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Or stand for election as an independent councillor on a tax reduction manifesto at the next local election. Hardly anybody does that. Writing letters or emails gets you nowhere. People just pay up and they get away with it.
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Old 11th Mar 2016, 20:34
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What shabby devious conduct!
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Old 11th Mar 2016, 21:07
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Originally Posted by cavortingcheetah View Post
But what this is, in fact, is a 2% mandatory increase in council tax with no public debate or recourse to discussion.
Well, yes, actually, you had a vote in the last general election.


What it is, is central government lifting the cap on council tax very very slightly, but only if the council then spends the money on a ring-fenced purpose dictated by central government. How long ago was it that a Cameron government "abolished all ring fences" in the interests of "localism"? - that didn't last long.


Real "localism" would be allowing local people to decide for themselves how much council tax to pay and what to spend it on, not having any of it dictated by central government.
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Old 11th Mar 2016, 23:10
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Well actually, I don't/can't vote in English/British election but that is a force of circumstance and no one's fault. The levy is just that though, the thin edge of the wedge that, once successful for something as emotive as social old age care, is likely to be repeated for other causes which might not hold so much public attraction.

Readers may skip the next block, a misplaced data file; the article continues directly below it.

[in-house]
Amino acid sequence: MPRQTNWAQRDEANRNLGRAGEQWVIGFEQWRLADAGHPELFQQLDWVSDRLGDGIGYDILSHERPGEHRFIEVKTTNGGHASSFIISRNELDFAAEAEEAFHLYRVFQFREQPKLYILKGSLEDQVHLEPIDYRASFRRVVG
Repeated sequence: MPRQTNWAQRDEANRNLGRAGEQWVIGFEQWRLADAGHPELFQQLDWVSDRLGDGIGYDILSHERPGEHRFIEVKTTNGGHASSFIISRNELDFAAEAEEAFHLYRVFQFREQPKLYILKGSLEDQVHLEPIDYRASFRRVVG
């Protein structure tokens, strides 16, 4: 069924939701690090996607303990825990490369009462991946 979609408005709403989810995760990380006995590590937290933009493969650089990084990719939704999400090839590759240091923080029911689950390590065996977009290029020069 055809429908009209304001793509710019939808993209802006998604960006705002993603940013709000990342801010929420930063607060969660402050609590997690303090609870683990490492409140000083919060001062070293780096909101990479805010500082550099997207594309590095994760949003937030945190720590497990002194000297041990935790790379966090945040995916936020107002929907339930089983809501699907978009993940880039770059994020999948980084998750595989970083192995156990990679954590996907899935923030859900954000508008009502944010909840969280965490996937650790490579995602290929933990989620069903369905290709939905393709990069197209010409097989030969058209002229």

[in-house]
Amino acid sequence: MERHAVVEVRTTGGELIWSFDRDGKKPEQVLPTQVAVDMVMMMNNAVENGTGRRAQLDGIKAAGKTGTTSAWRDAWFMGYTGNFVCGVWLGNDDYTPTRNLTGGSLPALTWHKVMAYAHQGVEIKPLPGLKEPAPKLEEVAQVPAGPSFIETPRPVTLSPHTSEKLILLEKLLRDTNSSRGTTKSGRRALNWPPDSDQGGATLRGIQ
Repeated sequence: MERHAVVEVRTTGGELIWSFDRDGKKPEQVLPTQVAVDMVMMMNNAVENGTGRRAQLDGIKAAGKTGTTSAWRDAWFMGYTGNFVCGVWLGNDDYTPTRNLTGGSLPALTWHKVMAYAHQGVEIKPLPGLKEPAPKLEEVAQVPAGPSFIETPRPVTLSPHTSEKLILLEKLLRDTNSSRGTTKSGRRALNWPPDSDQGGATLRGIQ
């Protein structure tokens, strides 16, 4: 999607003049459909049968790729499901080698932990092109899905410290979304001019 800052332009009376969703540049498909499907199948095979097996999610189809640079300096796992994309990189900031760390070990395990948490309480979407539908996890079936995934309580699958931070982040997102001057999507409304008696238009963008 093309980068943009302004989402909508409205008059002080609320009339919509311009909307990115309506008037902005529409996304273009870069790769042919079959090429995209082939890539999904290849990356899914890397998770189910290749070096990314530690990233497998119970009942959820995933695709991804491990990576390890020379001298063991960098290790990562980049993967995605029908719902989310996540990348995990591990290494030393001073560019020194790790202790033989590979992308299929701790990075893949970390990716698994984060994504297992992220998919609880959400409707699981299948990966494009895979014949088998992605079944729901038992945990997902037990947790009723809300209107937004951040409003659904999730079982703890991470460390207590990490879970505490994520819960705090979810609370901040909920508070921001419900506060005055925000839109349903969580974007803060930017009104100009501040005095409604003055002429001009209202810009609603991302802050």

It is entirely my fault of course that as a bitter and twisted teetotaller, I view aged social care as a euphemism for the necessity to clean up the alleyways and squares of the congealed mass of Special Brew human debris which one so often finds comatose or gibbering poisonous invective in British towns at any time of the day.
Any expenditure that is ring fenced by central government should not be shouldered on to local government. Otherwise the books will not reflect the honest accounting which is so necessary to a Christian nation and even more so under an Islamic one with the enforcement of Sharia finance.
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Old 11th Mar 2016, 23:20
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Do you by any chance have elderly parents or grandparents who might need the help of carers at home, now or in the future? That's the sort of thing the increase in your council tax is meant to cover.
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Old 12th Mar 2016, 06:05
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What shabby devious conduct!